Pain Management After Your Tummy Tuck
A tummy tuck, also known as an abdominoplasty, is performed to remove excess skin and fat from the abdomen, as well as to tighten the underlying muscles when necessary. Here's what to expect in terms of tummy tuck pain.
- Your greatest discomfort will be within the first 24-48 hours after your surgery. Take your pain medication as prescribed. Take the pain medication with crackers, toast, soup, or liquids to avoid nausea that can occur on an empty stomach.
- Avoid aspirin, Ibuprofen, Advil, Motrin, Aleve, etc. for two weeks after your surgery. These medications have a tendency to increase drainage and bruising.
- The compression garment will help ease some of the pain by offering support. This also helps to provide some comfort and reduces swelling of your abdomen. Because you will experience some loss of sensation/feeling in the abdominal area, avoid making the binder too tight, as this will reduce blood flow to the area.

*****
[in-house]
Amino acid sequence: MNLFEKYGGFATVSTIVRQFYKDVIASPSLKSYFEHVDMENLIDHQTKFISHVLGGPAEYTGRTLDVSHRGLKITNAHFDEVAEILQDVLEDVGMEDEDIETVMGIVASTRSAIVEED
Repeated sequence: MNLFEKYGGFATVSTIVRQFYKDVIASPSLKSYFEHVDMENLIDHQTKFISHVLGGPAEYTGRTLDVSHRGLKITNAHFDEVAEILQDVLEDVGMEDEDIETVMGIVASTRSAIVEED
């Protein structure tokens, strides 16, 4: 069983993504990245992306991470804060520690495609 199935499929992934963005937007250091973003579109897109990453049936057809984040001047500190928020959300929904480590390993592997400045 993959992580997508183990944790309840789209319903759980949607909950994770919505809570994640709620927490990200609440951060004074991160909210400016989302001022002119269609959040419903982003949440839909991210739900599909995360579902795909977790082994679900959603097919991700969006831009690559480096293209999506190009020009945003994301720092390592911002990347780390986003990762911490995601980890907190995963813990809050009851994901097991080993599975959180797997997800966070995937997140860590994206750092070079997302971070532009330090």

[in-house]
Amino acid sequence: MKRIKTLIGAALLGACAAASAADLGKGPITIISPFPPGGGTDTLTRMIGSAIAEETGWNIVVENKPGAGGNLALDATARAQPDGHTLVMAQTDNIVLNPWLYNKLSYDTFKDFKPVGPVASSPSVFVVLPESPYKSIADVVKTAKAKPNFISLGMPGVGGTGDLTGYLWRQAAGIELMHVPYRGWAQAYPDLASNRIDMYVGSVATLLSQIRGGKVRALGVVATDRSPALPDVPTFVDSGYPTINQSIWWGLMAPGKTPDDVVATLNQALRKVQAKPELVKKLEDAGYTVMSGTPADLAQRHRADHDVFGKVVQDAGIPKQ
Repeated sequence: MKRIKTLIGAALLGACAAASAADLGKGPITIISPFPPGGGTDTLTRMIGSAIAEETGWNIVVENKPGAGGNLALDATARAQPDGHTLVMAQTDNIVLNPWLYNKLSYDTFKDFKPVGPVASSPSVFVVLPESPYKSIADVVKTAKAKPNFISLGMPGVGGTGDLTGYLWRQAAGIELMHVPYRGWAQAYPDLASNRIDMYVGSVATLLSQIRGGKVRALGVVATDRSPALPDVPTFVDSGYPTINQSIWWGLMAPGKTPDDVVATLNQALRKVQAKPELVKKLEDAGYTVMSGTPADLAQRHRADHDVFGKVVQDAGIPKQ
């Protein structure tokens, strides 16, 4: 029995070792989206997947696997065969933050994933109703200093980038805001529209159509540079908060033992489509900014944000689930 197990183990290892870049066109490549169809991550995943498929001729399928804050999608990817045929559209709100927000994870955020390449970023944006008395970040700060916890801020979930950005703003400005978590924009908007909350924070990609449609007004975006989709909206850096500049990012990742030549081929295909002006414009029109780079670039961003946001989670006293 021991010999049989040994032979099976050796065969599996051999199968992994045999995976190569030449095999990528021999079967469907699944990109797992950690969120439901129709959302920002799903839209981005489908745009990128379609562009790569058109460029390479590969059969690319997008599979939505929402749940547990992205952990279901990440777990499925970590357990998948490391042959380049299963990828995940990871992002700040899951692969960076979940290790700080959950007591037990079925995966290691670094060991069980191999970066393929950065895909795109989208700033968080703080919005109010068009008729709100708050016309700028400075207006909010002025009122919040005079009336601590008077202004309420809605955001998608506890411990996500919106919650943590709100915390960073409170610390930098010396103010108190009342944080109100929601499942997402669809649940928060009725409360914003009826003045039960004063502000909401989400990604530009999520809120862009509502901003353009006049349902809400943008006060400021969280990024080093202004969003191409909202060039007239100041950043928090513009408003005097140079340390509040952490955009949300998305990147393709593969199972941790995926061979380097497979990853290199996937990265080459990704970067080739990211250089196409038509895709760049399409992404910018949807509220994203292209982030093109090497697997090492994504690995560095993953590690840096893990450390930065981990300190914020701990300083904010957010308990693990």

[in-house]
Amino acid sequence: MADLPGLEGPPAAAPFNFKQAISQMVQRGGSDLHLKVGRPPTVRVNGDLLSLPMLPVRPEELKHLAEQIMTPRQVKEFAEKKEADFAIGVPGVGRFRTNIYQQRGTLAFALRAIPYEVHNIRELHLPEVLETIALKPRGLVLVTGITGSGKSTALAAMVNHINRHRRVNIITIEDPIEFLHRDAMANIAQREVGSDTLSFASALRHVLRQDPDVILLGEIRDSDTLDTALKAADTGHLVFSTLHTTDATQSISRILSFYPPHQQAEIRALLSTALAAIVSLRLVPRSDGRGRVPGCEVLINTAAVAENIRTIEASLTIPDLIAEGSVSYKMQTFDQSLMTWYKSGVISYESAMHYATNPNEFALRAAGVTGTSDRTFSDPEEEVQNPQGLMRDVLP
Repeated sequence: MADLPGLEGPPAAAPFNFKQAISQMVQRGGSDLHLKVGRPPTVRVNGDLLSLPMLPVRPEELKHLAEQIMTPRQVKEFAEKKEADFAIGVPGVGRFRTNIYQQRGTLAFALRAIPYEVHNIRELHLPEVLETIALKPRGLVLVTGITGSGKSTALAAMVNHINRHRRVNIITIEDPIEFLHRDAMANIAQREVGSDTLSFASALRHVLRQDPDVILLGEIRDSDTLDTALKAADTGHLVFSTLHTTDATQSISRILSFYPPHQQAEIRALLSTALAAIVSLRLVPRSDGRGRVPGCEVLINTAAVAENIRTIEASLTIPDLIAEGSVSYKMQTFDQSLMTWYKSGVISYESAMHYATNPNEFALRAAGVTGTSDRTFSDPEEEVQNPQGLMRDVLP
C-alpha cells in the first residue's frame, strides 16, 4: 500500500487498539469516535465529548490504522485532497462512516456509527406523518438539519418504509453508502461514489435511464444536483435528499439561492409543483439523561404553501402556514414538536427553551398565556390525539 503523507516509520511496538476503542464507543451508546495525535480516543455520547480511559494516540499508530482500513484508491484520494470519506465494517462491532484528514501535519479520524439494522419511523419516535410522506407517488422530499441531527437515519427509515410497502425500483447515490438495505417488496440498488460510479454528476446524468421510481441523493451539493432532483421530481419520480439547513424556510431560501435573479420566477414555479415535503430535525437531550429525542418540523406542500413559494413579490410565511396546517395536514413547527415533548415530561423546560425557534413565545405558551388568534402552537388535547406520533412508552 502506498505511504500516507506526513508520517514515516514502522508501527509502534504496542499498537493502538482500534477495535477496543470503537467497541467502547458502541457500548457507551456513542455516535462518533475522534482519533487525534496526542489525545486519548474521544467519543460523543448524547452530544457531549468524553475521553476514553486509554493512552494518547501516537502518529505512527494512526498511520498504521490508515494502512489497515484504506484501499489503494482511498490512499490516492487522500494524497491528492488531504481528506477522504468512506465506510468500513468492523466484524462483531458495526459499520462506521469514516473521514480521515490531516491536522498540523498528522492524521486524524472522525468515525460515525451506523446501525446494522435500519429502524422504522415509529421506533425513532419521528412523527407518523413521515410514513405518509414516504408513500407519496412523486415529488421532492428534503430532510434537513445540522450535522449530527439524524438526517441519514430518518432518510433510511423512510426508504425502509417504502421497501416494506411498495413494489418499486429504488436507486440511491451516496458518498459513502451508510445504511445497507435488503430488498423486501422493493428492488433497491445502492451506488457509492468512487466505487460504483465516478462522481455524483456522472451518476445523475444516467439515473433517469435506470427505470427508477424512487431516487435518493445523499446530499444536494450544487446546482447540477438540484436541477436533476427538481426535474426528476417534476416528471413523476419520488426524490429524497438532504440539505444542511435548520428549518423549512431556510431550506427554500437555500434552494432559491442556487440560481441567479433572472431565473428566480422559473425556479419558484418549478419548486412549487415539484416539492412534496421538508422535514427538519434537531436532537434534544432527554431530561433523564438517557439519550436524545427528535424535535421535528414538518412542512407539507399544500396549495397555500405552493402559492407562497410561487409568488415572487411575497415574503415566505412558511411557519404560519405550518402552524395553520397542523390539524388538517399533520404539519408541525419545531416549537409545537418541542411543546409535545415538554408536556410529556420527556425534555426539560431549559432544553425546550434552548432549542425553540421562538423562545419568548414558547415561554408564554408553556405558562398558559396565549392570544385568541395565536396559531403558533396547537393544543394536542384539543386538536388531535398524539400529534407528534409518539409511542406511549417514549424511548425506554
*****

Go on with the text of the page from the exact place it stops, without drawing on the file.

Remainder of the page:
- Do not use hot or cold water bottles/compresses. You will experience some loss of sensation or feeling of your abdomen. As a result, you will not be able to discern if your abdomen is too hot or too cold, which could result in burns or frostbite, respectively.
Recovery After Other Plastic Surgery Procedures:
Aly A. Abdominoplasty and Lower Truncal Circumferential Body Contouring. In Thorne CHM, Beasely RW, Aston SJ, Bartlett SP, Gurtner GC, Spear S, eds. Grabb and Smith’s Plastic Surgery, 6th ed. Philadelphia: Lippincott, 2007.
American Society of Plastic Surgeons. Tummy Tuck Recovery. Accessed May 22, 2011.
Shestak KC, Fedele GM. Abdominoplasty. In Evans GRD, ed. Operative Plastic Surgery. New York: McGraw Hill, 2000.